The constitutional promises of 1988 are still not a reality for various vulnerable groups in Brazil. In this scenario, considerations on the crisis faced by human rights and their system of protection demand more specific contours. African-based religions bring together the religious expressions of the descendants of several enslaved peoples who have historically been persecuted by the Brazilian State. Despite the recognition of the right to freedom of religion by the 1988 Constitution, it is possible to identify persistent state practices against such religious segments. New forms of violation have also been identified in the daily life, such as the action of drug traffickers who prevent the so-called “Povo de Santo” (African religious people) from expressing their faith. It is relevant, therefore, to identify the technologies through which these practices present themselves so that effective mechanisms of protection can be built and strengthened by the legal system.
The paper is the result of a broader research on the role performed by universities in protecting democracy through the exercise and safeguarding of rights and freedoms, such as freedom of thought, freedom of expression and academic freedom. In Brazil, during the recent years of countless attacks against democracy and fundamental rights provided for in the 1988 Constitution, university autonomy played (and may still play) a central role in defending the democratic order and the mentioned rights. In support of this claim, we present three judicial review cases of the Brazilian Supreme Court (“Supremo Tribunal Federal”) in which the understanding of the constitutional dimension of university autonomy played a fundamental role. We conclude that universities are democratic watchdogs: “instituições de garantia”, in the sense defended by Ferrajoli.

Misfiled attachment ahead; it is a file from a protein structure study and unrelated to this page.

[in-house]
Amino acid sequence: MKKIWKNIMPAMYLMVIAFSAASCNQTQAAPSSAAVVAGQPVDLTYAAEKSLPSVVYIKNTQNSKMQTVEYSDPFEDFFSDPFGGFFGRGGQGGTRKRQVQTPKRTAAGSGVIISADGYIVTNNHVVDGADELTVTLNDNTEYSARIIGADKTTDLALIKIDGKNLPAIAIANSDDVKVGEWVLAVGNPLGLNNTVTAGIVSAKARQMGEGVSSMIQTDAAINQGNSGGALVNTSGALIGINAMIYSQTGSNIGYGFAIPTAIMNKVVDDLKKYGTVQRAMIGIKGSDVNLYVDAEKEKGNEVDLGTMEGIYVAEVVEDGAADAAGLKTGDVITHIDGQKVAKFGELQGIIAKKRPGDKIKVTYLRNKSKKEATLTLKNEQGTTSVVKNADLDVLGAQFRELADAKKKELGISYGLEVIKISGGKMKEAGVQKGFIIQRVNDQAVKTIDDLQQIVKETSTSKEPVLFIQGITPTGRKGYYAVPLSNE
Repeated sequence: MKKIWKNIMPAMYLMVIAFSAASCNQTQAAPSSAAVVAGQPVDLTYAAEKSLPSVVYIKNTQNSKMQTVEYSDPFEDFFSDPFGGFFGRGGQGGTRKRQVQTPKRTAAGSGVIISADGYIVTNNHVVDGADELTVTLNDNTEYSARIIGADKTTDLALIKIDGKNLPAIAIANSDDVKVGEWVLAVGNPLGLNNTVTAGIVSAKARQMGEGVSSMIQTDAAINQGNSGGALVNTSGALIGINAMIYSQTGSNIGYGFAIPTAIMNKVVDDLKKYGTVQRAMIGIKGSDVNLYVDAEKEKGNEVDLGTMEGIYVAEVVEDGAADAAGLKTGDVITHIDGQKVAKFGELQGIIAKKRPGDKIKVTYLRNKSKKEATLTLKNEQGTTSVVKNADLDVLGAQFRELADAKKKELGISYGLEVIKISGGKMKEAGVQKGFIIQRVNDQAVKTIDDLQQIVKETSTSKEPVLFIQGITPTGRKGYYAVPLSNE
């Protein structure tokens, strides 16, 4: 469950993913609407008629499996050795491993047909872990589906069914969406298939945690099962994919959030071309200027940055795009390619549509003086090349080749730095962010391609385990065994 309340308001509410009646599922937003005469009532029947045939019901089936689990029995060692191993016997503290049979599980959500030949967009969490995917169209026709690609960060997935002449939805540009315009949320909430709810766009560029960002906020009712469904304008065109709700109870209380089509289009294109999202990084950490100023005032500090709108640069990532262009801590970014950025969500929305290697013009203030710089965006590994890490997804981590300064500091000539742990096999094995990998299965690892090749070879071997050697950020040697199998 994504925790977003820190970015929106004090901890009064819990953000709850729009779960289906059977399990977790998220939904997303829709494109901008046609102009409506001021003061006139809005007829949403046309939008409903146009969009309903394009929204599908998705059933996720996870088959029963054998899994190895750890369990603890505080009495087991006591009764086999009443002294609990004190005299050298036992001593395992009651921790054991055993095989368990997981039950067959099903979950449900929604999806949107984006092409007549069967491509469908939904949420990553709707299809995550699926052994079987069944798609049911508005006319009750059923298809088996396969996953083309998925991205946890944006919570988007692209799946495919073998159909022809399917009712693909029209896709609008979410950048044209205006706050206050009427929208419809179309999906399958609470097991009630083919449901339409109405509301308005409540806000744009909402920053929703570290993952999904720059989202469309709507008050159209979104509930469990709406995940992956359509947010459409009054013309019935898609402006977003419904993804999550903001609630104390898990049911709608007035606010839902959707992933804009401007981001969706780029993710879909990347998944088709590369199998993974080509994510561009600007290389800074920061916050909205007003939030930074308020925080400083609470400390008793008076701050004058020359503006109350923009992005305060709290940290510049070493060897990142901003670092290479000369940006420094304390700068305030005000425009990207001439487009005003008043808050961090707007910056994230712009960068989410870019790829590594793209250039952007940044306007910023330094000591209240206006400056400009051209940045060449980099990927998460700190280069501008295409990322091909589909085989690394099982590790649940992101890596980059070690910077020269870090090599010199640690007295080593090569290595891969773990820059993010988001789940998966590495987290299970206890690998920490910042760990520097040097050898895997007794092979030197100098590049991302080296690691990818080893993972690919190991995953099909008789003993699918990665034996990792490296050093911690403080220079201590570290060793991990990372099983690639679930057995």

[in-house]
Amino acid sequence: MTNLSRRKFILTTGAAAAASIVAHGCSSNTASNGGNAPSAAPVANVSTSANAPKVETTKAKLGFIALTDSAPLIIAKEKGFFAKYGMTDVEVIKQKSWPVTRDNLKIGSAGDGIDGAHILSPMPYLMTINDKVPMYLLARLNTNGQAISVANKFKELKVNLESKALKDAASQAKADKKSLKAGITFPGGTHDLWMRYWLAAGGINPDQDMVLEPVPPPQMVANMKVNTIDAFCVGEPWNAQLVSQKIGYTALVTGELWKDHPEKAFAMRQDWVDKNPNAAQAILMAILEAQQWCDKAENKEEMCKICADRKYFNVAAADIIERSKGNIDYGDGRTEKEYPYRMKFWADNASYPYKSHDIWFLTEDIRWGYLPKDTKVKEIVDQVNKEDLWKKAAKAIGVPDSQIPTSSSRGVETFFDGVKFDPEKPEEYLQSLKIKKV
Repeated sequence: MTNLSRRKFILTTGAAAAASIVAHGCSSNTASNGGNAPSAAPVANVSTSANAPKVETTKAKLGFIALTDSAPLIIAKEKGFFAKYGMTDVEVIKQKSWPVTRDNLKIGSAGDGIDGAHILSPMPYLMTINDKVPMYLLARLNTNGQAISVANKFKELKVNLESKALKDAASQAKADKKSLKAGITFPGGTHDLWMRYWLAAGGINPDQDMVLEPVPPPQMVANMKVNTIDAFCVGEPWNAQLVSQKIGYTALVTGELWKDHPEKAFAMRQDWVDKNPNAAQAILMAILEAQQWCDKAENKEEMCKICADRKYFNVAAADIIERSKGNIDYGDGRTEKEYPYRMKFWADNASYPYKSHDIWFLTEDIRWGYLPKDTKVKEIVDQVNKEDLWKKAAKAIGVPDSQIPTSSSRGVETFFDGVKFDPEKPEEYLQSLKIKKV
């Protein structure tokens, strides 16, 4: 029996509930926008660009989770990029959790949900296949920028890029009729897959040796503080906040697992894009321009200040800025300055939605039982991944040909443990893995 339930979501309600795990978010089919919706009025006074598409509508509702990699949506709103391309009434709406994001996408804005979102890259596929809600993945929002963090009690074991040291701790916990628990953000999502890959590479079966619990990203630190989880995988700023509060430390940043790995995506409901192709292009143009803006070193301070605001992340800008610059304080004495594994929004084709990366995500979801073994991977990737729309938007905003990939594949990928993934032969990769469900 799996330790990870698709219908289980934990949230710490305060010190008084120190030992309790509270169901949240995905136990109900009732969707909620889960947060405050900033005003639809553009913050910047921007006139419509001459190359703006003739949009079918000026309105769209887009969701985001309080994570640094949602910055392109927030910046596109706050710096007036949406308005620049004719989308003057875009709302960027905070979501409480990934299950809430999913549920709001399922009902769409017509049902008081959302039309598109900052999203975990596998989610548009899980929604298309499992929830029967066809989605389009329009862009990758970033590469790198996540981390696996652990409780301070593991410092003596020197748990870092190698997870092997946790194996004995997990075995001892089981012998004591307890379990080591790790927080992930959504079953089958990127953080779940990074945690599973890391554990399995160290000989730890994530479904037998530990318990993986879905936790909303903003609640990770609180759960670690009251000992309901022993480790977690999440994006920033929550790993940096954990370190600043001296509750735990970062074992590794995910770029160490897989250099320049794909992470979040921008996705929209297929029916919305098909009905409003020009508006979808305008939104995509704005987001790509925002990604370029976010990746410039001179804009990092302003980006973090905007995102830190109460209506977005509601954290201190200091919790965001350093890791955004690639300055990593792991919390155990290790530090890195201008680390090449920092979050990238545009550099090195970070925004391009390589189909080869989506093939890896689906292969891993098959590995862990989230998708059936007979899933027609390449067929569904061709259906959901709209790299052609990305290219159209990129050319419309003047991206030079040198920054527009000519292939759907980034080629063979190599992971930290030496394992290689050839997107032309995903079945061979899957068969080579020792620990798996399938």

Economists prescribe that economic cycles be balanced through the adoption of countercyclical policies. Dynamically understood, the counter-majoritarian function of constitutional courts performs an anticyclical function. In the face of governments that do not show commitment to democratic institutions, there must be a “situational reduction of deference” for executive orders and politics, resulting in the adoption of rigorous parameters for the control of state acts. Thus, constitutional courts cooperate with other institutions to mitigate the extremism of political cycles. The countercyclical function provides balance to the system, preserving what cannot be under the discretion of majorities: fundamental rights and democratic procedures. To deal with the current process of democratic erosion in Brazil, the anticyclical function applies the instruments of militant democracy. The study examines the exercise of the anticyclical function by the Brazilian Supreme Court.
This paper discusses the democratic backslide in Brazil, connecting the process with deep deficits in the Brazilian constitutional culture. First, it discusses the mistakes in the narrative adopted by some Brazilian legal scholars and political scientists, according to which the country is not facing a democratic backslide, because “the institutions are working”. The paper shows that there are serious and growing failures in the operation of Brazilian institutions in current times. Then, the paper argues that, in order to ensure the strength and resilience of a constitutional democracy, a constitutional culture embedded in society is extremely important. Nevertheless, Brazilian constitutional culture is still very fragile, as shown by the election of President Jair Bolsonaro and the continuous support for his government by a large portion of the electorate, in spite of his continuous and radical attacks against democracy and the most basic tenets of the Brazilian constitution.
The paper analyzes the increasing imbalance of civil-military relations in Brazil through the involvement of the Armed Forces in law-enforcement activities and in politics in recent years. It demonstrates that this process was followed by the construction and expansion of a legal framework aimed at legitimizing these activities, including the enlargement of military jurisdiction to decide cases involving civilians. It argues that this phenomenon occurs before the silences of institutions such as the Brazilian Supreme Court. The serious human rights consequences of these measures are exemplified by the case of the 2017 Salgueiro slaughter (“Chacina do Salgueiro”) in Rio de Janeiro.